What detrimental effect, if any, would shooting .357 diameter bullets have, do you think? I know....try it and see!
    Cheers!
    Last edited by sniper; 06-14-2018 at 12:50 PM.

  6. #26
    Boolit Man Wheelguns 1961's Avatar
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    Jun 2018
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    I would suggest that you shoot some jacketed bullets through it. This has worked to fix the barrel constrictions on 2 .45c revolvers for me. I loaded some fairly hot xtp’s and shot them. I could tell when the constriction was gone. Took 250rds on one gun and 200rds on the other one. They both shot much better after, and no more leading.

  7. #27
    Boolit Master
    Join Date
    Aug 2007
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    411
    By all means, shoot it first. If you bench it and it is capable of better accuracy than you can consistently hold, you're home free and your concerns are immaterial - except for having enough ammo and time for proper enjoyment.

    The simplest test I've used when testing for thread related constrictions is to get the closest-fitting gage pin the bore will accept without force, probably .350 or so as mentioned above and push it through and the breech end, but gently. If there's appreciable constriction, it will stop moving when it gets to the threads - Don't force it, use light pressure only. The only option you have to remove it is to insert a short dowel from the breech end and you have little mechanical advantage to get it unstuck, so don't go gorilla on it. If there's no constriction, it'll slide right out the breech end, no problem and it's all good.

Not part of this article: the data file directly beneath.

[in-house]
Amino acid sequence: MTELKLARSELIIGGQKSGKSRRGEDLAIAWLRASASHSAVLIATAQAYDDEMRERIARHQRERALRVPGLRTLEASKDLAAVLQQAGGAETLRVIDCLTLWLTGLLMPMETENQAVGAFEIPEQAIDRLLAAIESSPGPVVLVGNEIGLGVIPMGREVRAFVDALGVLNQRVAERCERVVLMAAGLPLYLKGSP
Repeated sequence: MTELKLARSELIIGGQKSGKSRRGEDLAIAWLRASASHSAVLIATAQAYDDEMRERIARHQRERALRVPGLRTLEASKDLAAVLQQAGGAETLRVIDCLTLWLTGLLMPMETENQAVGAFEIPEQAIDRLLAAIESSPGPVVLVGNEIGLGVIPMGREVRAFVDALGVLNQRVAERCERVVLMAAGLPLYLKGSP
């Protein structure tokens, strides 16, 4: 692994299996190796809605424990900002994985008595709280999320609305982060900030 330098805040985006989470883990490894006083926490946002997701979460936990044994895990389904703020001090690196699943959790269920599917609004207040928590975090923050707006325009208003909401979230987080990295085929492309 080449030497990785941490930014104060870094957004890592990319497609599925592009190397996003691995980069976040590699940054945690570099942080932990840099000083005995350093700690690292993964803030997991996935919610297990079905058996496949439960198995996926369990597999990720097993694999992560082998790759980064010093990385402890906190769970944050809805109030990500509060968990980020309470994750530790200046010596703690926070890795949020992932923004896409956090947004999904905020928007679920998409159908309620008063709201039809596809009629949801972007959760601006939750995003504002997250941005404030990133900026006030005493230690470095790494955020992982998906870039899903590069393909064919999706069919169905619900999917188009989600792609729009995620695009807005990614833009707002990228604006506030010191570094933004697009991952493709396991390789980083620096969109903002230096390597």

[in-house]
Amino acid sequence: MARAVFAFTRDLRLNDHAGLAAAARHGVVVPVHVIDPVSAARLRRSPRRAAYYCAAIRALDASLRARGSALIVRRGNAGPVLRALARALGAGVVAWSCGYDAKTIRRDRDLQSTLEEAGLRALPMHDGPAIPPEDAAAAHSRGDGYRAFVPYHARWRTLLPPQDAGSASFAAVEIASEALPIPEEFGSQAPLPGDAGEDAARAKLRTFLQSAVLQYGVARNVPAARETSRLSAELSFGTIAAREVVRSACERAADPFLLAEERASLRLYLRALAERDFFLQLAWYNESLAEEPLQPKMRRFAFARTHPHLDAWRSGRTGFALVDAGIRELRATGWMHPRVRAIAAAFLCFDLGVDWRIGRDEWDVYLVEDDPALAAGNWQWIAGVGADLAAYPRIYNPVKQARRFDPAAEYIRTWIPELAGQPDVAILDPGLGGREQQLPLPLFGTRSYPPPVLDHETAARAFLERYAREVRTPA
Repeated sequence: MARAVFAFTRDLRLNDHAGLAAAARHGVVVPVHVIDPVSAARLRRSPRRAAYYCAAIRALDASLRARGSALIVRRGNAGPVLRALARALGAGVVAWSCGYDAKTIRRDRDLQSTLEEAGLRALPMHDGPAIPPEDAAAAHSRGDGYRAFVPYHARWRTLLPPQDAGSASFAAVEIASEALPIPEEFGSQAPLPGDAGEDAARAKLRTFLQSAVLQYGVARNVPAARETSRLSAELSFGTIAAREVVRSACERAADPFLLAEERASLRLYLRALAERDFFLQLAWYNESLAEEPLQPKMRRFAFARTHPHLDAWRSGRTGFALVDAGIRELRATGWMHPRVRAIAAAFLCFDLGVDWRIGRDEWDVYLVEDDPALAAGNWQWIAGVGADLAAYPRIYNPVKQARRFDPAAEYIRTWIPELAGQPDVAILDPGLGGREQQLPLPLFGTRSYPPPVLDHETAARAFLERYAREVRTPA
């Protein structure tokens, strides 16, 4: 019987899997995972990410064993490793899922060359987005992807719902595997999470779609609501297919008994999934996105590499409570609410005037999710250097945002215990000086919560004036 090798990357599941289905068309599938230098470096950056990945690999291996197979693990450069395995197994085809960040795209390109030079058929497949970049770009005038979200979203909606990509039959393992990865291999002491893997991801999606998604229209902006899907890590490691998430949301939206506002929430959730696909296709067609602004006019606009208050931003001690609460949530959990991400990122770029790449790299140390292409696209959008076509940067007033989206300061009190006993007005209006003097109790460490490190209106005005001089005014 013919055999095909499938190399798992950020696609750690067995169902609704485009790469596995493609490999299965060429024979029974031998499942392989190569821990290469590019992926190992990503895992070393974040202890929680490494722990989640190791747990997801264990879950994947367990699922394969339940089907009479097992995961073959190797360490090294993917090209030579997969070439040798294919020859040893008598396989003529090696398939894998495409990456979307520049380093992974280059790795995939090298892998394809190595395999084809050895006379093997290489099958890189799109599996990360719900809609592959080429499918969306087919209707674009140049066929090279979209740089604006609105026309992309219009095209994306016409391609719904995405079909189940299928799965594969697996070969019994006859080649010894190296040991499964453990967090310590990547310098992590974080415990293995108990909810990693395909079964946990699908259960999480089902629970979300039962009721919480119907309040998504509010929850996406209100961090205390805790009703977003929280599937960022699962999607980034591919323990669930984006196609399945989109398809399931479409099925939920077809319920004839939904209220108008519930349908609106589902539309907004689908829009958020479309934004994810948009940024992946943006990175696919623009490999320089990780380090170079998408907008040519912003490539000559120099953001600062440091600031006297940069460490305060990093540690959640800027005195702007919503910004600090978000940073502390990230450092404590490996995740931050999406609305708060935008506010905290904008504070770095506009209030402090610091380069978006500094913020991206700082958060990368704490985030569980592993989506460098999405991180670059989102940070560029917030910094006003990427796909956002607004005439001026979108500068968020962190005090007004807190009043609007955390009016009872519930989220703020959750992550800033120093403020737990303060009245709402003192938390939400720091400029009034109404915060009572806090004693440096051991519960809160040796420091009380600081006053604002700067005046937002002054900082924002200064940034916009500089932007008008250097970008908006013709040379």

BTW, there's another method of pressure lapping revolvers which doesn't affect chamber throats at all. It's slow, but does the job and throats remain at original diameter. This is done by anointing the origin of the rifling in the forcing cone all the way around with the abrasive you intend to use, softened to a dab-able consistency that will stay where you put it. A mild round with just 2-3 grains of something quick to get the boolit to clear the muzzle is all that's needed. On barrels which haven't been rusted or abused, I start with Crystolon 400 and 600 to finish if it's needed, and slug the bore every ten rounds or so to get a feel for the progress I'm making. Doing this over and over is a test of patience, so see what performance you can get beforehand to see whether it's really necessary. I get my abrasives from US Products at https://us-products.com/sitehtml/products/compslur.php. One of their sample jars will do several barrels.

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Abbreviations used in Reloading

BP Bronze Point IMR Improved Military Rifle PTD Pointed
BR Bench Rest M Magnum RN Round Nose
BT Boat Tail PL Power-Lokt SP Soft Point
C Compressed Charge PR Primer SPCL Soft Point "Core-Lokt"
HP Hollow Point PSPCL Pointed Soft Point "Core Lokt" C.O.L. Cartridge Overall Length
PSP Pointed Soft Point Spz Spitzer Point SBT Spitzer Boat Tail
LRN Lead Round Nose LWC Lead Wad Cutter LSWC Lead Semi Wad Cutter
GC Gas Check